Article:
Wed, Nov 09, 2005 - Page 7 News List

Church may lose tax-free status over anti-war sermon


US tax authorities have warned a prominent liberal church that it could lose its tax-exempt status because of an anti-war sermon a preacher gave on the eve of the presidential election last year, according to church officials.

The Reverend George Regas did not urge parishioners at All Saints Episcopal Church to support either President George W. Bush or his opponent at the ballot, John Kerry, but he was critical of the Iraq war and Bush's tax cuts.

The US Internal Revenue Service warned the church in June that its tax-exempt status was in jeopardy because such organizations are prohibited from intervening in political campaigns and elections.

The church's rector, J. Edwin Bacon, told his congregation about the problem on Sunday.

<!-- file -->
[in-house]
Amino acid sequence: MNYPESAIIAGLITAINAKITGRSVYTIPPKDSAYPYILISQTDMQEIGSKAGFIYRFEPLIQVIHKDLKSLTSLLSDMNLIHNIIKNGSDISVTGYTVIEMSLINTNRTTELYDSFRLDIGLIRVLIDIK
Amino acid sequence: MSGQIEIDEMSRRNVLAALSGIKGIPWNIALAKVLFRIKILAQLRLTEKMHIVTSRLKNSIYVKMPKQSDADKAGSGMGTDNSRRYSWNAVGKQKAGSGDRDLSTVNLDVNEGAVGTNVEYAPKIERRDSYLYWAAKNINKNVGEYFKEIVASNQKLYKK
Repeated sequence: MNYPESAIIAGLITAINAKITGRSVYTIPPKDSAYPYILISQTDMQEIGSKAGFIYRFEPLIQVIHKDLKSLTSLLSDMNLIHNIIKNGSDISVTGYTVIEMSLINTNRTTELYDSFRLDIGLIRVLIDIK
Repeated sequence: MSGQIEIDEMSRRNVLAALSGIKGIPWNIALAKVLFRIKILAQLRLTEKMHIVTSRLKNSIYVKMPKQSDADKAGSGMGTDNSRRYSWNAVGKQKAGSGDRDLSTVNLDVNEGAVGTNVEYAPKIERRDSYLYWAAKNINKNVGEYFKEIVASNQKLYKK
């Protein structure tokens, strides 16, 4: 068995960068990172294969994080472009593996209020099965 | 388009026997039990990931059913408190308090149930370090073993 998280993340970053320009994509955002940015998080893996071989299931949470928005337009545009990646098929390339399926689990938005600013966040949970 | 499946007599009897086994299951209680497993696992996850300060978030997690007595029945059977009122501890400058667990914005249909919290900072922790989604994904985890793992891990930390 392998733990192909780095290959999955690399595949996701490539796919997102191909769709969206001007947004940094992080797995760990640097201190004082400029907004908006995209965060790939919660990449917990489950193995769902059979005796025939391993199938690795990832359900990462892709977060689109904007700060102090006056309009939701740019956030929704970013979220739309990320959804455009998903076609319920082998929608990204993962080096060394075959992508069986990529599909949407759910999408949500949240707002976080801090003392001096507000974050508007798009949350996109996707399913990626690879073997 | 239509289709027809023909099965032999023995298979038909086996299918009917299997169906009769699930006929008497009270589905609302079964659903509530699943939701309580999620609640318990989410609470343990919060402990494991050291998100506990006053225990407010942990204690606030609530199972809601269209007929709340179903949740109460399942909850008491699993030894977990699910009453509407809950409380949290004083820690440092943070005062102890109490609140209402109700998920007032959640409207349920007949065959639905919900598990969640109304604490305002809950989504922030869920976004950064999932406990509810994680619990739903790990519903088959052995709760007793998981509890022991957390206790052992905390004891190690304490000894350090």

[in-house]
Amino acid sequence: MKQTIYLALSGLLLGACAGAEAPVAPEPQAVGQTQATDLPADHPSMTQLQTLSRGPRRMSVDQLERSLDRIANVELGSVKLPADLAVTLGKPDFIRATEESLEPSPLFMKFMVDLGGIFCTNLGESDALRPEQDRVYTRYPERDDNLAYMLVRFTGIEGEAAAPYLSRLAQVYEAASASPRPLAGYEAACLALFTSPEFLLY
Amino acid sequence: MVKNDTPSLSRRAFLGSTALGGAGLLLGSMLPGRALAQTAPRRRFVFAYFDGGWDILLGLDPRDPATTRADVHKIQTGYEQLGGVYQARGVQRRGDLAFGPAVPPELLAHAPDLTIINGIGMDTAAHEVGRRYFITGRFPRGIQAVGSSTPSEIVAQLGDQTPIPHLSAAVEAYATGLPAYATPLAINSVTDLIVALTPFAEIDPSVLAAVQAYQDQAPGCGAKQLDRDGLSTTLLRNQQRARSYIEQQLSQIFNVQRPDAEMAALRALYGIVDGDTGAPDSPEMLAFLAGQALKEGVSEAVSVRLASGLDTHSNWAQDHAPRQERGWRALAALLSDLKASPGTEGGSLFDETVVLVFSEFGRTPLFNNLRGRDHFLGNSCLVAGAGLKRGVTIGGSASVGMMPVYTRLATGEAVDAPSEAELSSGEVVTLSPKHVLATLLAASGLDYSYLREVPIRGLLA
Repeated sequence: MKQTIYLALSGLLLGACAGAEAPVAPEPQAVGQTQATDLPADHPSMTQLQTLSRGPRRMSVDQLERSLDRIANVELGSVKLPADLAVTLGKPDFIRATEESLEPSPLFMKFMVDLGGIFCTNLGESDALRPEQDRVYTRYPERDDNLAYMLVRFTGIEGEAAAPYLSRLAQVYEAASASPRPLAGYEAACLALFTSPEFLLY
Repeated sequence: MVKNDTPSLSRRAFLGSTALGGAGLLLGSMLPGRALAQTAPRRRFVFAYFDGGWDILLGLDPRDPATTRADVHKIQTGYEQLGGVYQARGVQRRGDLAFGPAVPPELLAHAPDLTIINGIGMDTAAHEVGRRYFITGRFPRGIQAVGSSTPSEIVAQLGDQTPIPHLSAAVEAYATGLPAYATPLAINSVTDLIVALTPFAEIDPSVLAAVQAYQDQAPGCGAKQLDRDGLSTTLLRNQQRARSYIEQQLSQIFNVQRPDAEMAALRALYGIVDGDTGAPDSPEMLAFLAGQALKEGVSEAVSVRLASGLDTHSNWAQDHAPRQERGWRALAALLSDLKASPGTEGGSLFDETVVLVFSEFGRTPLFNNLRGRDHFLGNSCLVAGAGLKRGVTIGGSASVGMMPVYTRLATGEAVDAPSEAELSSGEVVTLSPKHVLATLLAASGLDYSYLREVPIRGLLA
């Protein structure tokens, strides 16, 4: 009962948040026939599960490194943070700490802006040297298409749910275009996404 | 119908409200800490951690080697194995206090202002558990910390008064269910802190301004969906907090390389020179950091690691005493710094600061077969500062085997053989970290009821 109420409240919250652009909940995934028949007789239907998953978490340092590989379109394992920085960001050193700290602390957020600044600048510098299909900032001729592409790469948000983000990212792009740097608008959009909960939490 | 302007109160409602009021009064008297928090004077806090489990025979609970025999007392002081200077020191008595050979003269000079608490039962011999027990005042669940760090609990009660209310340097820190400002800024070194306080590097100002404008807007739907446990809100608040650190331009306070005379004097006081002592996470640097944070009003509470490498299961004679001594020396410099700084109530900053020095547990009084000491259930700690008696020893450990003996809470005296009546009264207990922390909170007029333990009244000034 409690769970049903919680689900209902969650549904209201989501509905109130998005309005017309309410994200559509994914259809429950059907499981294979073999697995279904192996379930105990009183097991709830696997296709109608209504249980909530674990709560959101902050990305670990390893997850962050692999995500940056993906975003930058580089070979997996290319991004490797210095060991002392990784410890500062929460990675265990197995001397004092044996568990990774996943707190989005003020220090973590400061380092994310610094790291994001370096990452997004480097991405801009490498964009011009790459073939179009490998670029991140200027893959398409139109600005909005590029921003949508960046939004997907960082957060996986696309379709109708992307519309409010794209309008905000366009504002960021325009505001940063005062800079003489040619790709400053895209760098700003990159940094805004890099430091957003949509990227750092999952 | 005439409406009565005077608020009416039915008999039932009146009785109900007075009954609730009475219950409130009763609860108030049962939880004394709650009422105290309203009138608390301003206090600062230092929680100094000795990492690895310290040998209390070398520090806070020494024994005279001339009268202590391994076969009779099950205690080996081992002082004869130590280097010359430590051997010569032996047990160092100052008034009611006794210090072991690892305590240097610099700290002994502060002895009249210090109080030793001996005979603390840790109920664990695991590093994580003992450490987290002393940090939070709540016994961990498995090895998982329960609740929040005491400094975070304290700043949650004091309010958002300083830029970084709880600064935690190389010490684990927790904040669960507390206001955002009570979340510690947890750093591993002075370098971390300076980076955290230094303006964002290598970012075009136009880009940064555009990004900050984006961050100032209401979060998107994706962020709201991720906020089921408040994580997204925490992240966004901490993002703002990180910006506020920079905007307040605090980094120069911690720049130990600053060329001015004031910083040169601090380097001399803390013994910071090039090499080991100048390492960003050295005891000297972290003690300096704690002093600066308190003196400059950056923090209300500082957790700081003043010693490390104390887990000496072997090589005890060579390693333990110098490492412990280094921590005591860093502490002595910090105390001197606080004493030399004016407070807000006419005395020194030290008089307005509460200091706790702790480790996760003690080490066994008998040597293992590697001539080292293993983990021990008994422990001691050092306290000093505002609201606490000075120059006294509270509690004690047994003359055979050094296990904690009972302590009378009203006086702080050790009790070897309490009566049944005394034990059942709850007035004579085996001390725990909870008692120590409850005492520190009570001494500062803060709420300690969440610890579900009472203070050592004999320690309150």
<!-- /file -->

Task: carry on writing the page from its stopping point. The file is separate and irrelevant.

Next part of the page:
"It's important for everyone to understand that the IRS concerns are not supported by the facts," Bacon said.

Bacon later said he chose Sunday to inform the congregation because Nobel Peace Prize winner Archbishop Desmond Tutu was in attendance and because he believes the IRS threat is "a direct assault on freedom of speech and freedom of religion."

Some All Saints members said they feared the 3,500-member church was being singled out for its political views.

Marcus Owens, the church's tax attorney, said the agency offered to drop the proceedings if the church admitted wrongdoing. The church declined the offer, he said.

The IRS has revoked a church's charitable designation at least once. A church in Binghamton, New York, lost its status after running advertisements against Bill Clinton's candidacy before the 1992 presidential election.

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